The speaker motivated the audience to contribute in whatever ways they can and also explained how ILUG Cochin itself had started of with very few people who were not programmers or people with core technical knowledge but people who were willing to learn, share and contribute. The important aspects of Spreading awareness about Free Software were explained. The discussion started describing situations were there was a need to spread awareness and later went on talk about how this can be achieved in a simple but effective manner. The audience were given some basic tips on how to accomplish the task of spreading the awareness, and the things they need to take care of. The speaker also talked about the shortcomings of some people who did the same and how they could be corrected. One important point discussed was no one needs to be an expert in order to spread the knowledge, but sharing the information was more important. Conducting sessions and demonstrations in schools and colleges would be a really effective form of spreading the awareness.

The section was concluded with a few don’ts while spreading awareness about Free Software. The discussion moved on to the next section, which was “Helping others with Free Software”.

Before the discussion began one member requested the audience to teach him openoffice as he was very much depending on the same for his day to day activities.

The discussion began with the different situations in which people required help with Free Software. The speaker talked about how a well connected network of people with enough knowledge can help solve problems even if they are physically apart. Also were discussed the different methods of helping others through phone and email. The speaker talked about a real life situation in which one person provided help to a school very far away with the help of a person who was near to it. The importance of the community was highlighted. Acc to the speaker the importance need to be given to how to solve the problem rather than solving the problem. How the solution provider interacted with the customer or client was very important in this regard. The importance of documentation was stressed. One person put forward his suggestion about the importance of providing solution for a problem through the graphical mode and GUI. This generated a response from the others and led to a small debate about the merits and demerits of command line and GUI.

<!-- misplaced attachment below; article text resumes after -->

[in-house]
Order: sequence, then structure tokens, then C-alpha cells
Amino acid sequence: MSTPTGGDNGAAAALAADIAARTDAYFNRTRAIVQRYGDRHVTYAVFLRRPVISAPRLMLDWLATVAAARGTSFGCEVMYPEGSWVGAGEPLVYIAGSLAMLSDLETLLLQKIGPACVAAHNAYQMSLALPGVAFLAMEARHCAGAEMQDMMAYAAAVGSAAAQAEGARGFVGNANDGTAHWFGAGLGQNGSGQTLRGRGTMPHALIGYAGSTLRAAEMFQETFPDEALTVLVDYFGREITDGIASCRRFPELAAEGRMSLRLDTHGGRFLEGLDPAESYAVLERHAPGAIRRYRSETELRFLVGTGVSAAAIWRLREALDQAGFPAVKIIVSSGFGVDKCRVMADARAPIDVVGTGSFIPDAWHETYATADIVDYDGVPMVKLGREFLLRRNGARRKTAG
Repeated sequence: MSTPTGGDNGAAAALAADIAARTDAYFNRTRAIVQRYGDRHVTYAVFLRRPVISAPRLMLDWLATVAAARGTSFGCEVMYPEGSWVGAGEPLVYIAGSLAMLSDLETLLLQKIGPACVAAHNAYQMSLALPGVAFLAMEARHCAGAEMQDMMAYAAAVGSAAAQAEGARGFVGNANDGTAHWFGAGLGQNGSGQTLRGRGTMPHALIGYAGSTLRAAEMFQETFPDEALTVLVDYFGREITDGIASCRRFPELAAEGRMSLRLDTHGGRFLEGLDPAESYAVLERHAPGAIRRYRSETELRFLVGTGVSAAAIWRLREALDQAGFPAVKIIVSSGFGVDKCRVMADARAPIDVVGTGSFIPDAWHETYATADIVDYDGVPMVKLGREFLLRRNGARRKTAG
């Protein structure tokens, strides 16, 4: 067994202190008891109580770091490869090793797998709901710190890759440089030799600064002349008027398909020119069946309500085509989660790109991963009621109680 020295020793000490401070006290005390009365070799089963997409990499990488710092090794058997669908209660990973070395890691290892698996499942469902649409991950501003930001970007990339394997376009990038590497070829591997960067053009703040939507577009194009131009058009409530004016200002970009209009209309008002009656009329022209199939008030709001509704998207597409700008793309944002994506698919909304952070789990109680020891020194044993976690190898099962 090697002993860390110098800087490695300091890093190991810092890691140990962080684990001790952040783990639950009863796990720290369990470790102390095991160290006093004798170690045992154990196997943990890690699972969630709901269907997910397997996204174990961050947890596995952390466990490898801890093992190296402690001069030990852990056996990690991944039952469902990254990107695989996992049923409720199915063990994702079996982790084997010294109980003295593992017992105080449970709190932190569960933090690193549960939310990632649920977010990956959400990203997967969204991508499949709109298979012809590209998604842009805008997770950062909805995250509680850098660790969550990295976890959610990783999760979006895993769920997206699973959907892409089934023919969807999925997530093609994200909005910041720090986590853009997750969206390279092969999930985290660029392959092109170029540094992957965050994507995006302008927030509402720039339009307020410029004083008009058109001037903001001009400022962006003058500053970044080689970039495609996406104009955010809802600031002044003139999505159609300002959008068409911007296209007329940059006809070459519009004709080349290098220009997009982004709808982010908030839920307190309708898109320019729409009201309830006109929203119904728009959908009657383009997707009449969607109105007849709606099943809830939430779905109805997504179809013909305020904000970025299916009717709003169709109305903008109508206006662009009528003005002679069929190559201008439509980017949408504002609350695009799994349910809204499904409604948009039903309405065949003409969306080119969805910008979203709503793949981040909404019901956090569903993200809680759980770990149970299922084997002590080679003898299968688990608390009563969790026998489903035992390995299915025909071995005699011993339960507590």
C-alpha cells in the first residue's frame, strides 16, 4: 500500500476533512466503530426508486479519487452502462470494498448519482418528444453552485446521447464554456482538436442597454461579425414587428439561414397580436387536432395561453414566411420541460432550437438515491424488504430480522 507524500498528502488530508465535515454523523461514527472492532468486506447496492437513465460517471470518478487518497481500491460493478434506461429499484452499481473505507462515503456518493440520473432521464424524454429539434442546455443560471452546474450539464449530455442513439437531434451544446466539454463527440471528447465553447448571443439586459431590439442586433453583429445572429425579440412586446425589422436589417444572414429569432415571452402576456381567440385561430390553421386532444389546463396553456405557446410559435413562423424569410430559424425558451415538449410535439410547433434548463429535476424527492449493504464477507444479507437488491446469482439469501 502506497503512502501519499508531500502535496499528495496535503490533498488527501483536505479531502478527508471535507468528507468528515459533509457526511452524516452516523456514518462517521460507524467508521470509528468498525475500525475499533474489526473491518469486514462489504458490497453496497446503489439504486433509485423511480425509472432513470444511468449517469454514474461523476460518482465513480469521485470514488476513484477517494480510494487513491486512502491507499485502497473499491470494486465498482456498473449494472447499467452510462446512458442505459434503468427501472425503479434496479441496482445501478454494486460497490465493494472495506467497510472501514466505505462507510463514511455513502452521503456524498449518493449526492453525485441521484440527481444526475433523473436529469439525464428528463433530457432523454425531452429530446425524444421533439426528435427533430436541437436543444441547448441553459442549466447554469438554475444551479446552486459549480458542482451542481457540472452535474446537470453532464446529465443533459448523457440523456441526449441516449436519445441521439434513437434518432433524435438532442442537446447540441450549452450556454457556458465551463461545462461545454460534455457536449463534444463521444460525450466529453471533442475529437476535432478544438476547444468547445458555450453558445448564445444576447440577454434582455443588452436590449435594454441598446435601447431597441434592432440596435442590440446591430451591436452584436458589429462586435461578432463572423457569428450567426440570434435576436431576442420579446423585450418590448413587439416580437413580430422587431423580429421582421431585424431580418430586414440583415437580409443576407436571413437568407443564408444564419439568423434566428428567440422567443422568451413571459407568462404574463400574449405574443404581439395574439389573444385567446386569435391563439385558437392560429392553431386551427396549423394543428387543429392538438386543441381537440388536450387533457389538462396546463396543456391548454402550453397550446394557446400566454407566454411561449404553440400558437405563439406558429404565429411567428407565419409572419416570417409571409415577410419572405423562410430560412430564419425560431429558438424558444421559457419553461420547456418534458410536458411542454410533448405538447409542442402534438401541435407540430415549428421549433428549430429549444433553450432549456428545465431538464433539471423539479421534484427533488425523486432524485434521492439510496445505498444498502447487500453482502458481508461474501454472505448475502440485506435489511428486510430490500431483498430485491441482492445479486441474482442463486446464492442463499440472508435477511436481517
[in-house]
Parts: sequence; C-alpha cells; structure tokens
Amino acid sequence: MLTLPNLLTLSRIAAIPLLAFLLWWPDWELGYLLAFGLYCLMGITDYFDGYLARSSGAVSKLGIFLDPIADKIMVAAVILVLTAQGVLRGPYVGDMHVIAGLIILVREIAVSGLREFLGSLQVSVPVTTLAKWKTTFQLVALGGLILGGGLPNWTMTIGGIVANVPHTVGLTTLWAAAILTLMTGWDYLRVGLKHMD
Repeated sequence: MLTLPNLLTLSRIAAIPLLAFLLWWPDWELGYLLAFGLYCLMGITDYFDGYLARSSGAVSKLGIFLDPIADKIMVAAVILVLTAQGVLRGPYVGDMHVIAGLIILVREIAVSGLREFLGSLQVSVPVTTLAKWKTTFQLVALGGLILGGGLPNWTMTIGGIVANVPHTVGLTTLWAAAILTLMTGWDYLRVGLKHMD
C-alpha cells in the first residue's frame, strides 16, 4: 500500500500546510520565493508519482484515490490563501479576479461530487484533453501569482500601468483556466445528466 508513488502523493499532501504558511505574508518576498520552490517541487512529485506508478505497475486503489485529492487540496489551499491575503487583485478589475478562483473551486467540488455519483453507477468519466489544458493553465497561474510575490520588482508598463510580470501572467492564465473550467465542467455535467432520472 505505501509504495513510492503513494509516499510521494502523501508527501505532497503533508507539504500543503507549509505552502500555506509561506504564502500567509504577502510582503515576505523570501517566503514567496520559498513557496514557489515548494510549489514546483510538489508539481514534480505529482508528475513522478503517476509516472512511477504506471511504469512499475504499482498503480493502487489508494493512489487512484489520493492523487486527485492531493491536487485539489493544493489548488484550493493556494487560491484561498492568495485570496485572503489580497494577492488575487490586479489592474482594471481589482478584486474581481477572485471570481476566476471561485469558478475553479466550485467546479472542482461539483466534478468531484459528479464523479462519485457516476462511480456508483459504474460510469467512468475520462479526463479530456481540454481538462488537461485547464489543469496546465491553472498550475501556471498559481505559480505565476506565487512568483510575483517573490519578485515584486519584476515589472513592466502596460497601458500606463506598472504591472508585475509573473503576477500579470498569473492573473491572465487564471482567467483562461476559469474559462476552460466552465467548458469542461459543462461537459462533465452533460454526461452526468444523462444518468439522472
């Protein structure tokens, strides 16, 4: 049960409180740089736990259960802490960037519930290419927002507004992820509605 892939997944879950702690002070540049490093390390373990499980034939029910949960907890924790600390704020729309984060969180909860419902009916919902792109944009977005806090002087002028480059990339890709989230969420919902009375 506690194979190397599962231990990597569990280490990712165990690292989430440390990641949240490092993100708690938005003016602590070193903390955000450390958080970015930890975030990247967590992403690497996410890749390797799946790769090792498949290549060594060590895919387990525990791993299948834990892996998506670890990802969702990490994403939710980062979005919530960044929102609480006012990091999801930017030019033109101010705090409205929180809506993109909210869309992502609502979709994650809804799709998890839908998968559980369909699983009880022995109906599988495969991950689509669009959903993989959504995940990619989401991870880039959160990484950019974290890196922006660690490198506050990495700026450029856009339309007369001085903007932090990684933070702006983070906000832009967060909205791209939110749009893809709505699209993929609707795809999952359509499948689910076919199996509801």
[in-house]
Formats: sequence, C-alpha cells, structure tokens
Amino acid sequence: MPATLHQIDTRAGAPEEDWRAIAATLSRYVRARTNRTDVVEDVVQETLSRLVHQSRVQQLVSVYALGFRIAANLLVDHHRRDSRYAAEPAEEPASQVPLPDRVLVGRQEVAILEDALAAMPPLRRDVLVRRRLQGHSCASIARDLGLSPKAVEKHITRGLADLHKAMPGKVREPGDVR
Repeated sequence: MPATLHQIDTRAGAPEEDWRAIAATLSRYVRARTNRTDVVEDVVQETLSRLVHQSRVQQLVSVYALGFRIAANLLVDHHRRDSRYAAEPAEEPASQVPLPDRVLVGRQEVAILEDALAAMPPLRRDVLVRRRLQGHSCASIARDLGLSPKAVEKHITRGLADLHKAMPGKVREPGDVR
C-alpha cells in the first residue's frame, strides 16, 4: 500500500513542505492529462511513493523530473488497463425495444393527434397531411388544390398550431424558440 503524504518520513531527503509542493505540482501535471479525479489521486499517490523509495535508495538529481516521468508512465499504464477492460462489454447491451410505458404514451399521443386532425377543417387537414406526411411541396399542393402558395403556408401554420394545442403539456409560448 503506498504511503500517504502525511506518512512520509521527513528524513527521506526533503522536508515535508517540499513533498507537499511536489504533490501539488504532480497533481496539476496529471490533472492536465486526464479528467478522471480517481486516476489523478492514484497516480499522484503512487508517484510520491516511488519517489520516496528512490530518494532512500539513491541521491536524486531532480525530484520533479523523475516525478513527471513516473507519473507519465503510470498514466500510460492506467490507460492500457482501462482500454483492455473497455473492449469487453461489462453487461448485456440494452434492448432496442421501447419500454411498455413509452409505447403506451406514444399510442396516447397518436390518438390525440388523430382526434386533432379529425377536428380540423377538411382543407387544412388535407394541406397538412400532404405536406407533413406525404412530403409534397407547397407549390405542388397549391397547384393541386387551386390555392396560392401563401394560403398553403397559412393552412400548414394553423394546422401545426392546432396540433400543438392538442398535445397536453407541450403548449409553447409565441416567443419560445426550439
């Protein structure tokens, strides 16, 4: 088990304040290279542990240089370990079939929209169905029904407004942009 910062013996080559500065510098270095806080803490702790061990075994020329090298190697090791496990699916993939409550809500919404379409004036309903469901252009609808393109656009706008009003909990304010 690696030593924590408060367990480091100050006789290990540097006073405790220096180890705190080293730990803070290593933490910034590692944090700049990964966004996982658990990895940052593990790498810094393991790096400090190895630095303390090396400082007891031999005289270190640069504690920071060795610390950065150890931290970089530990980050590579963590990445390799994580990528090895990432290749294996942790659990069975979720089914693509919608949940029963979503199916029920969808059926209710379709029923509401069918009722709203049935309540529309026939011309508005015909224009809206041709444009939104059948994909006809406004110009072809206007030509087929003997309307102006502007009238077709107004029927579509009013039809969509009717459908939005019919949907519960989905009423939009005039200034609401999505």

Contributing Ideas to Free Software was the next topic that was going to be discussed. The discussion started of with how and when people get ideas and how they can easily and effectively realize them. The speaker stressed the fact that the information presented was equally important for all categories of users (not only developers).